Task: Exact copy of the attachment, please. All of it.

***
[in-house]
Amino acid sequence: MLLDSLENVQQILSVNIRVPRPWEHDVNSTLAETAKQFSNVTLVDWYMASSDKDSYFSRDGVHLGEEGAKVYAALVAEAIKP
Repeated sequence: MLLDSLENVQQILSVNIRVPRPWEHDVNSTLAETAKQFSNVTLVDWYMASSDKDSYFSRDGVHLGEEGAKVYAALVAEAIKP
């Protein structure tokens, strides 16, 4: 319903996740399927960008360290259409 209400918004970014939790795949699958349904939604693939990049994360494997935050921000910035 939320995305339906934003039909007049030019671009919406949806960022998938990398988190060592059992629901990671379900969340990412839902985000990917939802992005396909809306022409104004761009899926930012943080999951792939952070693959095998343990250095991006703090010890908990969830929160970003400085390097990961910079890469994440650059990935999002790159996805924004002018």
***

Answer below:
[in-house]
Amino acid sequence: MLLDSLENVQQILSVNIRVPRPWEHDVNSTLAETAKQFSNVTLVDWYMASSDKDSYFSRDGVHLGEEGAKVYAALVAEAIKP
Repeated sequence: MLLDSLENVQQILSVNIRVPRPWEHDVNSTLAETAKQFSNVTLVDWYMASSDKDSYFSRDGVHLGEEGAKVYAALVAEAIKP
């Protein structure tokens, strides 16, 4: 319903996740399927960008360290259409 209400918004970014939790795949699958349904939604693939990049994360494997935050921000910035 939320995305339906934003039909007049030019671009919406949806960022998938990398988190060592059992629901990671379900969340990412839902985000990917939802992005396909809306022409104004761009899926930012943080999951792939952070693959095998343990250095991006703090010890908990969830929160970003400085390097990961910079890469994440650059990935999002790159996805924004002018």